woodsmoke2What is Wood Smoke?
Wood smoke is produced from burning solid fuel in a wood heater or open fireplace. Wood smoke contains a complex mixture of pollutants and toxics, mainly fine particles, carbon monoxide, nitrogen oxide, polycyclic aromatic hydrocarbons (PAHs), benzene, xylene and formaldehyde. A poorly operated wood heater or open fireplace can cause high levels of these pollutants around your home and neighbourhood.

How do wood smoke pollutants affect us?

  • Fine particles: Fine particles in smoke can cause short-term irritations in the eyes, nose and throat. If fine particles are breathed deep into the lungs, it can aggravate existing heart and lung conditions such as angina, bronchitis, emphysema and asthma. According to the World Health Organization any exposure to fine particles can cause health problems.
  • Carbon monoxide: Carbon monoxide (CO) is a colourless and odourless gas. CO deprives the body of oxygen and affects the reflexes. At low levels of exposure, people can experience headaches, fatigue or chest pain; at moderate levels, flu-like symptoms; and high concentrations may result in death. A poorly installed wood heater can cause elevated levels of CO inside a home.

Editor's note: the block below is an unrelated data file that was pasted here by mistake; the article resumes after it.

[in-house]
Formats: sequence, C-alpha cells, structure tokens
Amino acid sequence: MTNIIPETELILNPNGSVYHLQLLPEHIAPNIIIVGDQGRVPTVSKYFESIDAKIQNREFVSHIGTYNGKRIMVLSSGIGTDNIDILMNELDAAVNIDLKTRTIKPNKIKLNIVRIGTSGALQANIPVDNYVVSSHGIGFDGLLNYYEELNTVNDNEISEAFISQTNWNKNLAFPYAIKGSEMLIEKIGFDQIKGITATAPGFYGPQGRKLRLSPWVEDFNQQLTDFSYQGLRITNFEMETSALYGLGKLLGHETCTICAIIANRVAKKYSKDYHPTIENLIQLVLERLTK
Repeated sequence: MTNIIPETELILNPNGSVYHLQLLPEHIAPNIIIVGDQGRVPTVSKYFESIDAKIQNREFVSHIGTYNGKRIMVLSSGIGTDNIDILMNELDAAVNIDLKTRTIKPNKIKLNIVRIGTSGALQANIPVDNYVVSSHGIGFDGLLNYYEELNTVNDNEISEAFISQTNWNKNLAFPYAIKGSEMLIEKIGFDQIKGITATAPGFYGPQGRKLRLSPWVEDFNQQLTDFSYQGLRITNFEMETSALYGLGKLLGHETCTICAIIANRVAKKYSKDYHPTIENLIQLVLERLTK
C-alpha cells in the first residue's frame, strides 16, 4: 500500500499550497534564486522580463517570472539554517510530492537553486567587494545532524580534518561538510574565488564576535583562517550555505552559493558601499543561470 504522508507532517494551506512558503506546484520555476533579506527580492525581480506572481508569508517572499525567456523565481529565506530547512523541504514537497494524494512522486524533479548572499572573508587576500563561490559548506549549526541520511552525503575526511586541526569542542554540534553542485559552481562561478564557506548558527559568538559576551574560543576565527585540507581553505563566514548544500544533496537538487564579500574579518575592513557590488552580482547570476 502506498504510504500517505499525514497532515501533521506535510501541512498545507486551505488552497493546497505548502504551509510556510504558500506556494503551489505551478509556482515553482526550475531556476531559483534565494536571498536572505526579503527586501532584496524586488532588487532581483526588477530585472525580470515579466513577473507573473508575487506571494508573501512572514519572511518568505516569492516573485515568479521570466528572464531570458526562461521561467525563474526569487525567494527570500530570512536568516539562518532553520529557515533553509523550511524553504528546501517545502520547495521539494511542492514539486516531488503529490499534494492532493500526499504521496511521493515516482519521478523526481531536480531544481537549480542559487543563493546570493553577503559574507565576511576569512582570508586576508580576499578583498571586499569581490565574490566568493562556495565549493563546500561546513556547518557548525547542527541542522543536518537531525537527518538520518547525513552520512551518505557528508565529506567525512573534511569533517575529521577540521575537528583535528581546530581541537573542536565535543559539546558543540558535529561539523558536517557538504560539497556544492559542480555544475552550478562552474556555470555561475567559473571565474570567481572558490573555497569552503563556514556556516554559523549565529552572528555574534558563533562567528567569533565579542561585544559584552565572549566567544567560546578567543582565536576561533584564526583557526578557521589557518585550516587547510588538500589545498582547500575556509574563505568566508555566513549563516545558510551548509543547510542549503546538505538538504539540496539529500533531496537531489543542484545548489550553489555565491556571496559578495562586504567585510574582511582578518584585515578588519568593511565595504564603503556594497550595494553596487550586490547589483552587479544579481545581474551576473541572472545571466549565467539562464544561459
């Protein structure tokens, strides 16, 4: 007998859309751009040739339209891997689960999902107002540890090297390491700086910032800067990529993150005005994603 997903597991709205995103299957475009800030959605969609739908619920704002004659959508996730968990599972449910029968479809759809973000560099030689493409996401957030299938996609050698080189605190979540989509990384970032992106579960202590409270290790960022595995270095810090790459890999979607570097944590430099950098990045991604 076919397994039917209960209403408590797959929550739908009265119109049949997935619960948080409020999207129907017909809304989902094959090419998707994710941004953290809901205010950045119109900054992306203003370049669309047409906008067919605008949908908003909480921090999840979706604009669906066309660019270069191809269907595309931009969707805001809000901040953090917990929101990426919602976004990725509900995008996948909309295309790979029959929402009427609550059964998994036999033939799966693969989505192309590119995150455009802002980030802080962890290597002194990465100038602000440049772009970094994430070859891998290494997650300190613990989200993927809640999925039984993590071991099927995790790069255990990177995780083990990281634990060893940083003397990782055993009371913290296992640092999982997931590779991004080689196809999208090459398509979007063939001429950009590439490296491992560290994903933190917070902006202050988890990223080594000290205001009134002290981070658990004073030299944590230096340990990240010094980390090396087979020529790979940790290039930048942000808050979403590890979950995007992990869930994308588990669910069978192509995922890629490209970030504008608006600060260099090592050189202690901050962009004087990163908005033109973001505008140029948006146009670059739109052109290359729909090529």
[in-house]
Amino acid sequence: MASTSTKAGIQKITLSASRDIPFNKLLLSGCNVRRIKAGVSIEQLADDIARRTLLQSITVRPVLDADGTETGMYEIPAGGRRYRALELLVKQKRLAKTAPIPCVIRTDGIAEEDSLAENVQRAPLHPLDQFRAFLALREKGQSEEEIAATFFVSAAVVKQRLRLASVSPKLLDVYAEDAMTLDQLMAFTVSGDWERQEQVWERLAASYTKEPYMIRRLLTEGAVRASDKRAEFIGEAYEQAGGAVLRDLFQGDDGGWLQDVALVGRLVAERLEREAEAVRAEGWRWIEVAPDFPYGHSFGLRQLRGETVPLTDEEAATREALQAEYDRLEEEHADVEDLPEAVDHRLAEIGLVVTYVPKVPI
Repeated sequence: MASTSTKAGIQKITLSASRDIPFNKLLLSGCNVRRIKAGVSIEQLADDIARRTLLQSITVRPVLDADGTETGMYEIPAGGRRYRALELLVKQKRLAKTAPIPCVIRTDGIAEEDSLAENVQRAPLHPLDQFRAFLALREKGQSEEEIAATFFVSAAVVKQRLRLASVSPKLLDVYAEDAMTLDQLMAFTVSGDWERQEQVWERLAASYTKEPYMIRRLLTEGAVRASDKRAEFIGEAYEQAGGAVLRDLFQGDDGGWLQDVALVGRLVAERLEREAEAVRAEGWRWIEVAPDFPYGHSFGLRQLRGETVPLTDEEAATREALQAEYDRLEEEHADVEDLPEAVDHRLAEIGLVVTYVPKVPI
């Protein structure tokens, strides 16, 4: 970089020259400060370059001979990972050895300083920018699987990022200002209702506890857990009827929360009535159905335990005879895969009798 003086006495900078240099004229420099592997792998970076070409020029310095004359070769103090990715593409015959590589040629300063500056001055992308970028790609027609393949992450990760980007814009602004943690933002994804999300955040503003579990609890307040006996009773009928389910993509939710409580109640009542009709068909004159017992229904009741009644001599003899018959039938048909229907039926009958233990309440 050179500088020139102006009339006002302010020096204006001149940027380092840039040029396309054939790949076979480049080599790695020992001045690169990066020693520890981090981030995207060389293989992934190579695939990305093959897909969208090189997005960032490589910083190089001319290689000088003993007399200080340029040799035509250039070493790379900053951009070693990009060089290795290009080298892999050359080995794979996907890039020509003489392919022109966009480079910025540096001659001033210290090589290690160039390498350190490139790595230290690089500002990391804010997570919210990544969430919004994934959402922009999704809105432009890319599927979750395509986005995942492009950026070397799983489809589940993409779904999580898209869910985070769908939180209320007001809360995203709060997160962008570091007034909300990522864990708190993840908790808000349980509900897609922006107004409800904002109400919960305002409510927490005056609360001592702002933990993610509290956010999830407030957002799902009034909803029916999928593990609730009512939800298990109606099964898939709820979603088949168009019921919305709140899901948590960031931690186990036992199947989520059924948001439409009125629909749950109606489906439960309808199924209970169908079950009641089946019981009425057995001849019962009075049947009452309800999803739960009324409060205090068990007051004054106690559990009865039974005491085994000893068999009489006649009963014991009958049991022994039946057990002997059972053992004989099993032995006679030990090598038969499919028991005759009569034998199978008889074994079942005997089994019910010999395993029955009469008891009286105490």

• PAHs: PAHs can cause eye irritations, headaches and serious damage to the respiratory, nervous, reproductive and immune systems. Exposure to high levels can cause cancer. PAH levels are highest during winter when wood heaters and open fireplaces are frequently used.

Who is at risk?

Wood smoke pollution affects everyone. It is bad for your health, the health of your neighbours and the health of your wider community. The effects depend on how much wood smoke you have been exposed to and for how long, your age and your current state of health.

The people who are at the greatest risk are:

  • infants and young children
  • those suffering from existing heart, lung and vascular conditions such as asthma, angina, emphysema and diabetes
  • frail and elderly people.

When wood smoke is a problem in your local area…

  • Avoid any outdoor physical activity.
  • If you suffer from heart or lung disease and you notice symptoms, ensure you take your medication, rest, and seek medical advice if symptoms do not settle.